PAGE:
Council reviews public works, water and sewer budgets
ONEIDA — On Monday and Tuesday, Nov. 7 and 8, the Oneida Common Council reviewed the proposed 2023 department budget for the Department of Public Works (DPW), water, sewer, and more.
So far, the council has decided to leave the DPW budget mostly the same, with one possible change.
City Engineer Jeff Rowe reported that two city traffic control light boxes — one located at Broad Street and Farrier Avenue, the other at West Elm and Broad streets — need replacing, costing $19,500 for the pair. The council has considered whether these boxes need replacing just yet.
They have proposed approaching the traffic control board to request they conduct a traffic study to see if there are any traffic lights in the city that can be removed. If so, this may free up a newly replaced control box to be used elsewhere. It’s possible the state may have valuable traffic data, too. In addition, what exactly may be included in Downtown Revitalization Initiative (DRI) funding, should a downtown street-improvement project be granted, is not yet clear. Items like traffic light control boxes may be on the docket and thus freed up from city funds if they need replacing, councilors said.
Oneida Mayor Helen Acker has reported in her budget address that the Waste Water Treatment Plant (WWTP) project is “coming along nicely and a bit ahead of schedule.” She anticipated that the project would be completed next year.
This would be good news for several reasons when it comes to the budget, officials explained. The $48 million improvement project will open the WWTP’s capacity for more processing and in turn, more revenue.
“The biggest expense is your debt service,” Oneida City Comptroller Lee Ann Wells explained of the 2023 sewer budget. “It’s over 2 million dollars for 2023. So until we have additional revenue coming in from the plant, your debt service is going to go up next year for 2024. So we’re hoping 2023 is the worst case scenario” and that revenues will offset this trend as the plant can take on more work.
In addition, as progress continues at the WWTP, payments to Madison County for a biosolid disposal agreement are expected to decrease. The agreement is that the city may dispose of its biosolids at the Madison County landfill for free if the city’s WWTP can accept Madison County landfill’s leachate. After a WWTP upset in 2021, the city needed to pay the county to dispose of a percentage of its biosolids to reflect the amount of leachate it was able to accept.
According to the city engineer, the agreement will cost the city $200,000 in 2022. In 2023, that’s expected to be only $35,000.
“We’ve been able to increase the amount of leachate that we accept,” Rowe explained.
The water fund balance is projected to be at 91.04% in the 2023 budget. Officials have stated that this is a good place to be.
While there’s less stress on cutting expenses and raising revenues, there was one budget item that may be getting evaluation: postage.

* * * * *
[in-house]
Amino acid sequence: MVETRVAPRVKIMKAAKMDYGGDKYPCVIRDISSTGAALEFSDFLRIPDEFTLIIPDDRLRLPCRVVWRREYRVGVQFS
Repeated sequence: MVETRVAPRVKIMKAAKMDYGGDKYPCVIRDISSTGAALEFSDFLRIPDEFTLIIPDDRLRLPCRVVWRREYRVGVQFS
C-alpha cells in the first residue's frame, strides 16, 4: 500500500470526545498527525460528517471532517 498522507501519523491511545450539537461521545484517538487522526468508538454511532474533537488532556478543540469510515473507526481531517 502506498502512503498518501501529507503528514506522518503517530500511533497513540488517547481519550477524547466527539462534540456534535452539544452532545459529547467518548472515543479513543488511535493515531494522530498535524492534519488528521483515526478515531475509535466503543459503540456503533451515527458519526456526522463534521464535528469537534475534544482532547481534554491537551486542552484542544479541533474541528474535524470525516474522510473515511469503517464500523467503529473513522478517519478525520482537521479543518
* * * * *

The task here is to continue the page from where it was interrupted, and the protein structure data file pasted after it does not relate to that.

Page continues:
Water Superintendent Arthur Smolinski said that the water department sends out nearly 20,000 mailings a year, including bills and other notices. Something the public may not be aware of is the ability to receive their bills electronically, which would save on postage. Officials said they will check the steps needed to choose this option and may try to get more people to sign up for electronic billing soon.
People who get more than one bill may also be able to combine them into a single account balance.
With the council’s budget adjustments thus far, the projected 2023 fund balance as a percentage of the budget would be 21.68%, according to Wells. She’d still like to see that number increased for financial security.
Councilors are at odds and have not yet nailed down what a tax increase this year may look like.
Ward 2 Councilor Steve Laureti has been a vocal opponent of raising taxes and would instead like to cut as much as possible before doing so. While an increase seems all but inevitable this year, other councilors have said there may be ways to keep the increase as small as possible, Laureti said.
He proposed cutting a side-by-side vehicle for the Parks and Rec Department — which would cost about $15,000, using approximately $20,000 gained from selling a dump truck. He proposes just selling the dump truck, along with cutting flower pots installed and maintained around the city (saving around $10,000).
“We’re in this predicament. There are things that we can hold off for a year,” Laureti said.
The rest of the council has not decided whether they are in agreement with Laureti’s proposals or not. However, the council did decide to cut Parks and Rec’s request for a dump trailer, which would save about $10,000.
With some expected absences in upcoming budget discussion meetings, the council will be utilizing email for discussion before eventually bringing forth their decisions in person, Simchik told the Sentinel.
“Let’s take the rest of the week and try and get creative. See if we can come up with a hundred grand somehow,” Laureti said.
The council took a moment to review an allotment of $1,000 for “animal control other than dogs.” Last year, the $1,000 went to the Community Cats Committee for their Trap/Neuter/Return program.
While it seems that funding will stay in the budget, whether it will be used for the feral cat population next year is up in the air.
“I don’t think we should give them anything” said Ward 1 Councilor Jim Szczerba.
“You’re throwing money away,” he and Ward 3 Councillor Rick Rossi agreed.
“So your opinion is we do nothing?” asked Ward 6 Councilor Tom Simchik to Szczerba.
“You just can’t do a few [cats] at a time,” Szczerba said of the cat group’s efforts, though he applauds them for it.
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